It is not unusual for Swiss tournaments to end up with several players tied with the same number of points. To establish a finish order, the following tie-break formulas are applied in order:
- Modified Median
- Cumulative Score
- Cumulative Opponent's Score.
There is no perfect tie-break system; each has its faults. The tie-break systems used by the SCC are the ones commonly recommended by chess federations around the world. Here is a brief description of each of the tie-break criteria:
Of the two median tiebreaks, this is the more standard now. It evaluates the strength of a player's opposition by summing the final scores of his or her opponents and then discarding either the highest of these scores, the lowest, or both, depending on the tied player's score.
For players who tie with even scores (that is, their number of wins and losses is the same), both high and low are discarded. For tied players with plus scores, only the lowest is discarded, and for players with minus scores only the highest is discarded.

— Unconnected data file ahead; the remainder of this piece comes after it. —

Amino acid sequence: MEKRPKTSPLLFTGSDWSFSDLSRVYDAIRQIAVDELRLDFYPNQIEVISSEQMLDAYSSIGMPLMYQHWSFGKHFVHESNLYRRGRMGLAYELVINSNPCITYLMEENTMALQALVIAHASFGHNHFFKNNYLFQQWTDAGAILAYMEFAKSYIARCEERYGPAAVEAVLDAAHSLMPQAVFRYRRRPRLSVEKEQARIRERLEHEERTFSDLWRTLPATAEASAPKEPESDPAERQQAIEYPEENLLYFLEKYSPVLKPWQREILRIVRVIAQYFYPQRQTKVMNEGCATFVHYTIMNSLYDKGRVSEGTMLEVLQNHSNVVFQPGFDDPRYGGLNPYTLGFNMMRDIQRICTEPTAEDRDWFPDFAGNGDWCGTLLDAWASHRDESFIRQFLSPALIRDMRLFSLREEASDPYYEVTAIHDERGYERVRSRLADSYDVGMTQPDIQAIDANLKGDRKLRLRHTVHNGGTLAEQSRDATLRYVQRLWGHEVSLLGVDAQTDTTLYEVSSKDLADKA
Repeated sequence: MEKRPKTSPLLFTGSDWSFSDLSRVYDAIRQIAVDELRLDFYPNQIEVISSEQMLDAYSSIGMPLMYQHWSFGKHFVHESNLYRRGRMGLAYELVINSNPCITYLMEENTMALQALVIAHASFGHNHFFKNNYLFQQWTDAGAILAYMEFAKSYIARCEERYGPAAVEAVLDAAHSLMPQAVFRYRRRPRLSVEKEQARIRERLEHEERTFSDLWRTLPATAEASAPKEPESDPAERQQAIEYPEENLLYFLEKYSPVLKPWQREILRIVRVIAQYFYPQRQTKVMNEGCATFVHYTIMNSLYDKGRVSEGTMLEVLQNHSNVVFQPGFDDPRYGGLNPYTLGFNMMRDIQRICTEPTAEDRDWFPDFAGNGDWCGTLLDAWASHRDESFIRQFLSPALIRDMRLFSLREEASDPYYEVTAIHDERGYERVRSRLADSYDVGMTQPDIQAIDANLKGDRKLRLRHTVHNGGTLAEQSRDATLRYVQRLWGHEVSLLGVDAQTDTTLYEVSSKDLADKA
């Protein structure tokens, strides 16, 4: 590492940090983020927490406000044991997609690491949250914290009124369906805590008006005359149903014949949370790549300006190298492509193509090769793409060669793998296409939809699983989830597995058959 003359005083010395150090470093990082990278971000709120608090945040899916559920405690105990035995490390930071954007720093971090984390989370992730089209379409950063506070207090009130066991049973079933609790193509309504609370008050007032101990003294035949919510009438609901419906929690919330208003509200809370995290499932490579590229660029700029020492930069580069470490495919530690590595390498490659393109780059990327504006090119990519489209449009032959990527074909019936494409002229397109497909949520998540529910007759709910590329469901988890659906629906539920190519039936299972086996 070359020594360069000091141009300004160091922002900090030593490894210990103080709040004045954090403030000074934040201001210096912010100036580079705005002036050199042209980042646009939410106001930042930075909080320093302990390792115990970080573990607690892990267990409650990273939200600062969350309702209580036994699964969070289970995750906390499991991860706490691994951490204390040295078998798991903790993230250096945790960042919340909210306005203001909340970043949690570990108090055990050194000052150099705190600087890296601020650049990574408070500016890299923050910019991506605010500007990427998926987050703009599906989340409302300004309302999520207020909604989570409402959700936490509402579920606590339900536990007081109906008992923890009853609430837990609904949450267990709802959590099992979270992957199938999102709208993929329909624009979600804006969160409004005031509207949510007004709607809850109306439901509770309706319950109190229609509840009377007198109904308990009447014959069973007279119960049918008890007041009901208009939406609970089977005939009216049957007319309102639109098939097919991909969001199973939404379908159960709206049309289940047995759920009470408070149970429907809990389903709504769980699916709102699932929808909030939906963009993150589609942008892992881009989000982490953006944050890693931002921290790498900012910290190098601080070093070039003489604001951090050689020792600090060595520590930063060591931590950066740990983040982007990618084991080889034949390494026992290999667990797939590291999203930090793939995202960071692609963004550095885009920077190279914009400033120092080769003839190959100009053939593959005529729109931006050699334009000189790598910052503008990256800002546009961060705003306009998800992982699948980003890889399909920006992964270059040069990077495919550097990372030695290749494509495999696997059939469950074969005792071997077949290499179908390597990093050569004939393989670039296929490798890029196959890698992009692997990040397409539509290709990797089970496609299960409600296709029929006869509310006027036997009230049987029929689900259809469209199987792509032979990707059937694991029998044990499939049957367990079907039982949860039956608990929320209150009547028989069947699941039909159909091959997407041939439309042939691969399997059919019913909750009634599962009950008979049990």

For tournaments of nine or more rounds, the top two scores are discarded (or the bottom two scores, or all four, as determined by the same even/plus/minus criteria above).
These scores are adjusted for any unplayed games, which count a half point each. If the player involved in the tie has any unplayed games, they count as opponents with adjusted scores of 0.
This is just like the Median except that no opponents' scores are discarded. Popular with tournaments of only a few rounds.
This is easy to calculate by hand, and has been popular for that reason. To get this value just add up the cumulative (running) score for each round. The theory is that players who win their games in the early rounds (and therefore end up with higher cumulative scores than players with the same score who win later rounds) have had to face tougher opposition throughout the tournament.
Cumulative Scores of Opposition
This uses the cumulative scores calculated as above, but for the tied players' opponents rather than for the tied players themselves.
Round Robin Tournaments
Ties in Round Robin tournaments (like our club championship) are resolved using the Sonneborn-Berger system. For each player in the tie, add the final scores of all the opponents the player defeated and half the final scores of all the opponents with whom the player drew. If a tie remains after applying the Sonneborn-Berger test, we look at the number of won games and finally the result of direct encounters.